Re: Is Berdi reading neweurasia?
neweurasia‘s Averroes has asked, “Is a certain someone checking out neweurasia and not liking what he reads?” and linked to an RFE/RL story about a recent speech by Berdimuhammedov to Turkmenistan’s State Security Council on monitoring independent media (a portion of the speech is available on the official government website). Well, it just so happens that there was a brief discussion in www.teswirler.com, a Turkmen language chat site, about the speech. The participants expressed fear at their president’s word because it wasn’t clear to them who precisely he would be targeting — critical media agencies alone, or their readers, too? As one of them said, Berdimuhammedov is essentially saying to his people, “shut your mouth or I’ll shut it for you.”
Besides media, Berdimuhammedov also warned against international terrorism, drug smuggling, and “the implantation in our country of nationalist and radical religious movements.” Those remarks are cryptic enough to make a person wonder whether the regime knows something its public doesn’t, or if the authorities are preparing for another systematic crackdown of even the most mundane and normal of patriotic and religious expressions. One of the participants in this same teswirler conversation (which has since been erased from the website, so I will not mention anyone’s nicknames) asked,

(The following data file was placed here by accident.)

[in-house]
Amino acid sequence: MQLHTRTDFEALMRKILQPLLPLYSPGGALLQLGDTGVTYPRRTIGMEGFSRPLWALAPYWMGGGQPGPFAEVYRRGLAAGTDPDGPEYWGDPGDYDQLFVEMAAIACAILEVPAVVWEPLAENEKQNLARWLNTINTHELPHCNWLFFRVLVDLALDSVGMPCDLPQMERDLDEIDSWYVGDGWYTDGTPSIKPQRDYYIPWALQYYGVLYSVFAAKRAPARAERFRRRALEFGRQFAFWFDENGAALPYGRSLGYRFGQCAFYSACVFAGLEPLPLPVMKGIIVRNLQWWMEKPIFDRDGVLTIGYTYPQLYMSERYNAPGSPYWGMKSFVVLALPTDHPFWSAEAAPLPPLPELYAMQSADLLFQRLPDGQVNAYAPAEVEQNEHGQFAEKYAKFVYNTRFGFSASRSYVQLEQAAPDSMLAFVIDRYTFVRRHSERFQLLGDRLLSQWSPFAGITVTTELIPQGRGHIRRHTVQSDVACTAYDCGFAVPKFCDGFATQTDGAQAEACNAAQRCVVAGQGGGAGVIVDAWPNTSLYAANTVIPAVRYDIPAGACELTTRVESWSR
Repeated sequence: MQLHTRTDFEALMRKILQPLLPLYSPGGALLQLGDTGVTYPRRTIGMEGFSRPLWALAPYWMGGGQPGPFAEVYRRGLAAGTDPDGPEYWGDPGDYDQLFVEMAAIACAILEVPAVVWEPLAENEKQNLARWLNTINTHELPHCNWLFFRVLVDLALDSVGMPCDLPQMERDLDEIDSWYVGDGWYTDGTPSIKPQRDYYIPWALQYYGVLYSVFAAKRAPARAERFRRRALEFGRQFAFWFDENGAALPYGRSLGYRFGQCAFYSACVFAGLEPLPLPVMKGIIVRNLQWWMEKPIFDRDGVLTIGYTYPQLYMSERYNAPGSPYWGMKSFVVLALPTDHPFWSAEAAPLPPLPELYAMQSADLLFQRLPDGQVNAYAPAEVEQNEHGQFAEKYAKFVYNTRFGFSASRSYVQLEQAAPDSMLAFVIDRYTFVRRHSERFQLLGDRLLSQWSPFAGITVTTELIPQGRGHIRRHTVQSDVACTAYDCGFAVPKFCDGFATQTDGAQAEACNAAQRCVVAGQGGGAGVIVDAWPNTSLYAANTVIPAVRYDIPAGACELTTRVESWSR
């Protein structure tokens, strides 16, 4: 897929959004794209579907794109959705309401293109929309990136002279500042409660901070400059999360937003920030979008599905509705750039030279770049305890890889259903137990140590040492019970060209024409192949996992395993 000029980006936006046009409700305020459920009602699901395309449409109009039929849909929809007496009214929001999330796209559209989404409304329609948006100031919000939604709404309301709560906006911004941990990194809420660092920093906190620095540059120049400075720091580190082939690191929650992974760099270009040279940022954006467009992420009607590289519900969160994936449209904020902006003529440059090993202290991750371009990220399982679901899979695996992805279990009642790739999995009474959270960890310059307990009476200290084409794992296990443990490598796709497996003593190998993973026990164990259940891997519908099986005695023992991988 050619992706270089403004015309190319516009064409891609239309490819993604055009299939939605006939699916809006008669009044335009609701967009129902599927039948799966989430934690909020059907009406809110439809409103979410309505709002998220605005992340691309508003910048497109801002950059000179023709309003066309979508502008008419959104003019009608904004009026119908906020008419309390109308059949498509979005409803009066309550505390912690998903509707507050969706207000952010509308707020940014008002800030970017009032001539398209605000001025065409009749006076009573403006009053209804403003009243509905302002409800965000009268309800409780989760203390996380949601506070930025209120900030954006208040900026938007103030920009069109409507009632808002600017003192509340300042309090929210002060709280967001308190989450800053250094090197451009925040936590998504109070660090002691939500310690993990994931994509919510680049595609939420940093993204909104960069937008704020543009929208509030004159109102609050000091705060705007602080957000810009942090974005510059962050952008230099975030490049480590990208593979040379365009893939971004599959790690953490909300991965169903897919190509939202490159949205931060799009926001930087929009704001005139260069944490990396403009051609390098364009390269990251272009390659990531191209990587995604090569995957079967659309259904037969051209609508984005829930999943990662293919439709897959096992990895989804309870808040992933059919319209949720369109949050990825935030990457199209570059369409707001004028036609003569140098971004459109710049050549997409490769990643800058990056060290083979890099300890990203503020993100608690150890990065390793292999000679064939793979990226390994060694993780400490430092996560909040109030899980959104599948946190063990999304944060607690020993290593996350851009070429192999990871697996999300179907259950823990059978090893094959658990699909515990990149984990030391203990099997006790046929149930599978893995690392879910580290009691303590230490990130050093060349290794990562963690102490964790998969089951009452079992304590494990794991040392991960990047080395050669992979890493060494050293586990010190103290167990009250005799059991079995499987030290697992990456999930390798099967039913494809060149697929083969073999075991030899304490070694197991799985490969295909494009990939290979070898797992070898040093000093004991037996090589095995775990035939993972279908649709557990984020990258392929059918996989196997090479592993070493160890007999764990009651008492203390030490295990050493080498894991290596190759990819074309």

“Who does he mean by ‘radical religious people’? We have no Taliban or Al Qaida members in Turkmenistan. So then, it means Turkmen-Turkish school pupils.”
Another participant interpreted the speech to mean all criticism is banned, which prompted another participant to cry that he wanted to leave the country. A patriotic participant had this to say to his rulers:
“I consider myself to be a nationalist. I love my nation. Let them fight against me, let’s see how they fight.”
Finally, I think this person’s remark was the best of all:
“If a person is not allowed to speek freely it means ithere is no democracy. It seems that he [Berdimuhamedov] is trying to prove democracy through the opposite way, by the means of force. But if the enemies of democracy were allowed to speak freely no one would believe their slanderous words because they would say if your country is indeed not a democratic state, why are they not throwing you into prison?”
So, I would say there’s more under attack than critical media. To what extent there’s a real threat of radicalism infecting the country is another debate, but it’s clear to at least some of Turkmenistan’s netizens that the authorities are only going to use it, real or not, as yet another rationale to obliterate real liberalization and modernization.